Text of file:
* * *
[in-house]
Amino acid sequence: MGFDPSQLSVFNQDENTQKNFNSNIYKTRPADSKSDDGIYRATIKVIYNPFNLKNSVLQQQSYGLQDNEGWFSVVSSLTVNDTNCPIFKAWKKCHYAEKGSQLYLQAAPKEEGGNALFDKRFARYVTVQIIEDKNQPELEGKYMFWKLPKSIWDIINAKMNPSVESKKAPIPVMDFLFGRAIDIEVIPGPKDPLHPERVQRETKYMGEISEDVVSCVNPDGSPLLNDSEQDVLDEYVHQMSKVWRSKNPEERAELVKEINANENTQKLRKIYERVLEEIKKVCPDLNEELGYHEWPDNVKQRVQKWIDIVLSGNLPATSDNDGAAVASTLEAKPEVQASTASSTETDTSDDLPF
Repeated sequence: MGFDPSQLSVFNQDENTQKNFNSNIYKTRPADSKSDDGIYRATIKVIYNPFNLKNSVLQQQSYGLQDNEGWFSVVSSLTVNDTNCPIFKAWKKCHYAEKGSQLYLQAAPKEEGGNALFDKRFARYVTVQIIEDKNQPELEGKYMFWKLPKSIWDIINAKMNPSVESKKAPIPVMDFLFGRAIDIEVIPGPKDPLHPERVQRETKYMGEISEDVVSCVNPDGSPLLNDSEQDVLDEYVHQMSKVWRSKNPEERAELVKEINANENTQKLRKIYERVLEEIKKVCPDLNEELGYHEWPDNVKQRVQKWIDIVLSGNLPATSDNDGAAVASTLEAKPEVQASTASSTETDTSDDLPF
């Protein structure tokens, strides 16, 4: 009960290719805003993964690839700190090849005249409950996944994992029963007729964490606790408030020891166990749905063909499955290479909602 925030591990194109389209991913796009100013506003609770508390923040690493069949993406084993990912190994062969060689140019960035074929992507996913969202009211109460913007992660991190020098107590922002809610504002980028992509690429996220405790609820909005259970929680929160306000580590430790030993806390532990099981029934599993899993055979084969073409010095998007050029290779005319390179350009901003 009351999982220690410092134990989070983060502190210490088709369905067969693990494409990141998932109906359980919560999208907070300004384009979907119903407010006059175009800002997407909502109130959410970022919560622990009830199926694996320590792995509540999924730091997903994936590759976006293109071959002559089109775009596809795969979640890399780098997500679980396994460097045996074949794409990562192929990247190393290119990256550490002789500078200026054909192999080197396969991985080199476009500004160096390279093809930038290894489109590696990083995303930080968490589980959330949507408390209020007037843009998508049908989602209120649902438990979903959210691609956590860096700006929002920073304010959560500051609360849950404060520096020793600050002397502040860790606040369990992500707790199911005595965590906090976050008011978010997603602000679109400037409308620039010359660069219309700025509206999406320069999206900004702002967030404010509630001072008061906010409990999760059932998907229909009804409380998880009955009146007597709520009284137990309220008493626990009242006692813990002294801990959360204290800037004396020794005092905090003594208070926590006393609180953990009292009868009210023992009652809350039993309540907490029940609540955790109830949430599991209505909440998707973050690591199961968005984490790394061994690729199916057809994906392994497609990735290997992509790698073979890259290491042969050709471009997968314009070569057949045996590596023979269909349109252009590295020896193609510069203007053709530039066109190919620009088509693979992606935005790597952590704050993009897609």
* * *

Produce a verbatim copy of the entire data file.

[in-house]
Amino acid sequence: MGFDPSQLSVFNQDENTQKNFNSNIYKTRPADSKSDDGIYRATIKVIYNPFNLKNSVLQQQSYGLQDNEGWFSVVSSLTVNDTNCPIFKAWKKCHYAEKGSQLYLQAAPKEEGGNALFDKRFARYVTVQIIEDKNQPELEGKYMFWKLPKSIWDIINAKMNPSVESKKAPIPVMDFLFGRAIDIEVIPGPKDPLHPERVQRETKYMGEISEDVVSCVNPDGSPLLNDSEQDVLDEYVHQMSKVWRSKNPEERAELVKEINANENTQKLRKIYERVLEEIKKVCPDLNEELGYHEWPDNVKQRVQKWIDIVLSGNLPATSDNDGAAVASTLEAKPEVQASTASSTETDTSDDLPF
Repeated sequence: MGFDPSQLSVFNQDENTQKNFNSNIYKTRPADSKSDDGIYRATIKVIYNPFNLKNSVLQQQSYGLQDNEGWFSVVSSLTVNDTNCPIFKAWKKCHYAEKGSQLYLQAAPKEEGGNALFDKRFARYVTVQIIEDKNQPELEGKYMFWKLPKSIWDIINAKMNPSVESKKAPIPVMDFLFGRAIDIEVIPGPKDPLHPERVQRETKYMGEISEDVVSCVNPDGSPLLNDSEQDVLDEYVHQMSKVWRSKNPEERAELVKEINANENTQKLRKIYERVLEEIKKVCPDLNEELGYHEWPDNVKQRVQKWIDIVLSGNLPATSDNDGAAVASTLEAKPEVQASTASSTETDTSDDLPF
């Protein structure tokens, strides 16, 4: 009960290719805003993964690839700190090849005249409950996944994992029963007729964490606790408030020891166990749905063909499955290479909602 925030591990194109389209991913796009100013506003609770508390923040690493069949993406084993990912190994062969060689140019960035074929992507996913969202009211109460913007992660991190020098107590922002809610504002980028992509690429996220405790609820909005259970929680929160306000580590430790030993806390532990099981029934599993899993055979084969073409010095998007050029290779005319390179350009901003 009351999982220690410092134990989070983060502190210490088709369905067969693990494409990141998932109906359980919560999208907070300004384009979907119903407010006059175009800002997407909502109130959410970022919560622990009830199926694996320590792995509540999924730091997903994936590759976006293109071959002559089109775009596809795969979640890399780098997500679980396994460097045996074949794409990562192929990247190393290119990256550490002789500078200026054909192999080197396969991985080199476009500004160096390279093809930038290894489109590696990083995303930080968490589980959330949507408390209020007037843009998508049908989602209120649902438990979903959210691609956590860096700006929002920073304010959560500051609360849950404060520096020793600050002397502040860790606040369990992500707790199911005595965590906090976050008011978010997603602000679109400037409308620039010359660069219309700025509206999406320069999206900004702002967030404010509630001072008061906010409990999760059932998907229909009804409380998880009955009146007597709520009284137990309220008493626990009242006692813990002294801990959360204290800037004396020794005092905090003594208070926590006393609180953990009292009868009210023992009652809350039993309540907490029940609540955790109830949430599991209505909440998707973050690591199961968005984490790394061994690729199916057809994906392994497609990735290997992509790698073979890259290491042969050709471009997968314009070569057949045996590596023979269909349109252009590295020896193609510069203007053709530039066109190919620009088509693979992606935005790597952590704050993009897609």